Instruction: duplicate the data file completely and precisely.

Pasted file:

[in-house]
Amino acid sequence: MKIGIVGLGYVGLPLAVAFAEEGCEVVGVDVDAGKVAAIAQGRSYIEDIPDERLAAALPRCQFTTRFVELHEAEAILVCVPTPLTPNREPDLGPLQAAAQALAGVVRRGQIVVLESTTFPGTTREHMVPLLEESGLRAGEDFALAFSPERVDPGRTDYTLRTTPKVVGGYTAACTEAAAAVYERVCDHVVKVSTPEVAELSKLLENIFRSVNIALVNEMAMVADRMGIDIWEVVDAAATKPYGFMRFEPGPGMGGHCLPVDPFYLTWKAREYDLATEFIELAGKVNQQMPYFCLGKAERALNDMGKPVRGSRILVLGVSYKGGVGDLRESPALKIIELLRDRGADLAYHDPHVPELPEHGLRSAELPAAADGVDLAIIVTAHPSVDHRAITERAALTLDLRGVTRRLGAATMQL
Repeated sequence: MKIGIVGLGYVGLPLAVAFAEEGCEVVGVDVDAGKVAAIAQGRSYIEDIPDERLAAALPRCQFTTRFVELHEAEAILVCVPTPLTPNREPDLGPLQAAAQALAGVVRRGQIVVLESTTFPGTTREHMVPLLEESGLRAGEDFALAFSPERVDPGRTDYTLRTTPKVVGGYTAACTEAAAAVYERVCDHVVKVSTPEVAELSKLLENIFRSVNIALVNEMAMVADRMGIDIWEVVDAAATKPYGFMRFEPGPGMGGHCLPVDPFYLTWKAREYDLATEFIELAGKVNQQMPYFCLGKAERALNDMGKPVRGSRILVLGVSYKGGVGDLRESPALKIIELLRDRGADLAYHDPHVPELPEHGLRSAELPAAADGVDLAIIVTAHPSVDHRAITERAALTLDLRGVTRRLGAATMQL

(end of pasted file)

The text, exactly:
[in-house]
Amino acid sequence: MKIGIVGLGYVGLPLAVAFAEEGCEVVGVDVDAGKVAAIAQGRSYIEDIPDERLAAALPRCQFTTRFVELHEAEAILVCVPTPLTPNREPDLGPLQAAAQALAGVVRRGQIVVLESTTFPGTTREHMVPLLEESGLRAGEDFALAFSPERVDPGRTDYTLRTTPKVVGGYTAACTEAAAAVYERVCDHVVKVSTPEVAELSKLLENIFRSVNIALVNEMAMVADRMGIDIWEVVDAAATKPYGFMRFEPGPGMGGHCLPVDPFYLTWKAREYDLATEFIELAGKVNQQMPYFCLGKAERALNDMGKPVRGSRILVLGVSYKGGVGDLRESPALKIIELLRDRGADLAYHDPHVPELPEHGLRSAELPAAADGVDLAIIVTAHPSVDHRAITERAALTLDLRGVTRRLGAATMQL
Repeated sequence: MKIGIVGLGYVGLPLAVAFAEEGCEVVGVDVDAGKVAAIAQGRSYIEDIPDERLAAALPRCQFTTRFVELHEAEAILVCVPTPLTPNREPDLGPLQAAAQALAGVVRRGQIVVLESTTFPGTTREHMVPLLEESGLRAGEDFALAFSPERVDPGRTDYTLRTTPKVVGGYTAACTEAAAAVYERVCDHVVKVSTPEVAELSKLLENIFRSVNIALVNEMAMVADRMGIDIWEVVDAAATKPYGFMRFEPGPGMGGHCLPVDPFYLTWKAREYDLATEFIELAGKVNQQMPYFCLGKAERALNDMGKPVRGSRILVLGVSYKGGVGDLRESPALKIIELLRDRGADLAYHDPHVPELPEHGLRSAELPAAADGVDLAIIVTAHPSVDHRAITERAALTLDLRGVTRRLGAATMQL